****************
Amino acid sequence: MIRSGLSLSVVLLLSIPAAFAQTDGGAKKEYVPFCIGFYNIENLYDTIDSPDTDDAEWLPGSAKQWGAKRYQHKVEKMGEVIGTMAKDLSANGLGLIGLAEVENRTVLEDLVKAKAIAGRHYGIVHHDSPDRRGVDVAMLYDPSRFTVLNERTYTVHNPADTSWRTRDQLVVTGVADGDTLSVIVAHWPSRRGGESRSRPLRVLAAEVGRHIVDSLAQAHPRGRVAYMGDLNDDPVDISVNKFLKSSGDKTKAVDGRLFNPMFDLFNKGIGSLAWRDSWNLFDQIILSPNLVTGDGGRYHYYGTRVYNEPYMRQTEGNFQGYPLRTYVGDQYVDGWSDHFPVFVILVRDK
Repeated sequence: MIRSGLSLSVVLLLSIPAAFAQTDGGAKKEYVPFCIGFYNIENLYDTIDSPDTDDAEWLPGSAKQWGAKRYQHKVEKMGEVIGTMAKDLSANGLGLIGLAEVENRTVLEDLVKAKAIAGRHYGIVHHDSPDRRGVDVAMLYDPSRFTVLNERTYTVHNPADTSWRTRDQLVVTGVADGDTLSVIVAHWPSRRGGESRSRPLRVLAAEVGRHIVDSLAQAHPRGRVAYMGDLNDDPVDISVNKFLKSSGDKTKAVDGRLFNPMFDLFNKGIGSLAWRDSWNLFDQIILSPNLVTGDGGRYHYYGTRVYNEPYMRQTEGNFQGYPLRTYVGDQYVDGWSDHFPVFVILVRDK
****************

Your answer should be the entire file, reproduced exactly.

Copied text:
Amino acid sequence: MIRSGLSLSVVLLLSIPAAFAQTDGGAKKEYVPFCIGFYNIENLYDTIDSPDTDDAEWLPGSAKQWGAKRYQHKVEKMGEVIGTMAKDLSANGLGLIGLAEVENRTVLEDLVKAKAIAGRHYGIVHHDSPDRRGVDVAMLYDPSRFTVLNERTYTVHNPADTSWRTRDQLVVTGVADGDTLSVIVAHWPSRRGGESRSRPLRVLAAEVGRHIVDSLAQAHPRGRVAYMGDLNDDPVDISVNKFLKSSGDKTKAVDGRLFNPMFDLFNKGIGSLAWRDSWNLFDQIILSPNLVTGDGGRYHYYGTRVYNEPYMRQTEGNFQGYPLRTYVGDQYVDGWSDHFPVFVILVRDK
Repeated sequence: MIRSGLSLSVVLLLSIPAAFAQTDGGAKKEYVPFCIGFYNIENLYDTIDSPDTDDAEWLPGSAKQWGAKRYQHKVEKMGEVIGTMAKDLSANGLGLIGLAEVENRTVLEDLVKAKAIAGRHYGIVHHDSPDRRGVDVAMLYDPSRFTVLNERTYTVHNPADTSWRTRDQLVVTGVADGDTLSVIVAHWPSRRGGESRSRPLRVLAAEVGRHIVDSLAQAHPRGRVAYMGDLNDDPVDISVNKFLKSSGDKTKAVDGRLFNPMFDLFNKGIGSLAWRDSWNLFDQIILSPNLVTGDGGRYHYYGTRVYNEPYMRQTEGNFQGYPLRTYVGDQYVDGWSDHFPVFVILVRDK